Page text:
Miracle Ice Cream

August 20, 2012
2 Ratings
  • Makes 3 pints
Author Notes

Low sugar ice cream with an intriguing flavor.
A simple but intriguing variation of this same principle is just four ingredients: strawberries, buttermilk, heavy cream and miracle berries —SuAh

What You'll Need
  • 10 pieces Miracle berry (Synsepalum dulcificum)
  • 2 cups Buttermilk
  • 1 cup Heavy cream
  • 1 teaspoon Vanilla extract (or seeds extracted from half vanilla bean)
  • 1/2 teaspoon Ground cardamom OR cinnamon (optional)
  • 4 pieces Birds Eye Chilis (or other fresh chilis) (optional)
  1. Purée miracle berries and chilis in a few tablespoons of buttermilk.
  2. Add heavy cream and remainder of buttermilk and blend to make the base.
  3. Strain the mixture to remove fruit solids.
  4. Add vanilla and/or spices to strained mixture and mix again.
  5. Follow ice cream maker instructions to prepare an ice cream.
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  • SuAh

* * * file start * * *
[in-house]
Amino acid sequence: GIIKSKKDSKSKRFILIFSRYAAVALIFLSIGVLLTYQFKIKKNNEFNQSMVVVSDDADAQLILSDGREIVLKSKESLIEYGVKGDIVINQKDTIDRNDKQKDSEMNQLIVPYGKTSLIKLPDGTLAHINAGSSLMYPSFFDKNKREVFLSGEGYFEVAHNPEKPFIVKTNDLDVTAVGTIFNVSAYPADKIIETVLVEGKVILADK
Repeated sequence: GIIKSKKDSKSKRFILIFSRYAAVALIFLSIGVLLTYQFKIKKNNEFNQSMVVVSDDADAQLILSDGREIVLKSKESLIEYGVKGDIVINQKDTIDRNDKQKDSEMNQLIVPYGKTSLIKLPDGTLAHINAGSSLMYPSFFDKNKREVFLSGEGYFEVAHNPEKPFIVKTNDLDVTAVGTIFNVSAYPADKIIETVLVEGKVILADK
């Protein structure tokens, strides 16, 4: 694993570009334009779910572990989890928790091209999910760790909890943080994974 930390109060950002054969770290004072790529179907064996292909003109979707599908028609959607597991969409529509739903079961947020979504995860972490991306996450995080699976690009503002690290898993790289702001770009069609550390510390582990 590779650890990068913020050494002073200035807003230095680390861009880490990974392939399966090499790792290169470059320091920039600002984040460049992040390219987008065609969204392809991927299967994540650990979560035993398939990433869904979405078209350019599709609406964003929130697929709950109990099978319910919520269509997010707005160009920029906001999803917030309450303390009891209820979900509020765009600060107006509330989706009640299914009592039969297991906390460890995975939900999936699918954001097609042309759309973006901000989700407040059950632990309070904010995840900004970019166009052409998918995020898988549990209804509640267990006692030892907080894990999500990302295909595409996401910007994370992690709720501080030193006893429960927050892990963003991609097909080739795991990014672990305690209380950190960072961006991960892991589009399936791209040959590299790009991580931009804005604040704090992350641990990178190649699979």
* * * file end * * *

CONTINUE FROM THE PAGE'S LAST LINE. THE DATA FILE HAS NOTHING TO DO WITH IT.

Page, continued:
• solmstea

2 Reviews

SuAh August 23, 2012
Ha, yes, solmstea explained it well (with more background than I know about)!

It tricks your tastebuds to get a sense of sweetness from sour foods, so the sourness of buttermilk really shines as a 'sweetener' in this case.

Yes. It is a novelty scoop, but since if an ice cream like this won it would be a limited edition release, a novelty scoop like this has appeal.
solmstea August 23, 2012
Miracle berries are a small, fairly tasteless fruit that have a chemical in them that makes everything sour taste sweet (for about an hour, depending on how much you've had). During the 70's it was going to be the next great diet fad, since that means you could sweeten foods and drinks with lemon or lime, rather than with sugar. But "big sugar" got it labeled an untested food additive by the FDA, so there went that. They're not actually that practical, as the berry's properties are destroyed by cooking (but I guess not freezing?), but it's fun for the novelty effect. I actually have a tree that looks to be producing a lot this year...maybe this is something I can do with them. Otherwise, a taste-tripping party is always fun too: http://www.nytimes.com/2008/05/28/dining/28flavor.html

Intriguing. If my harvest comes out as well as it's looking, I might have to try this.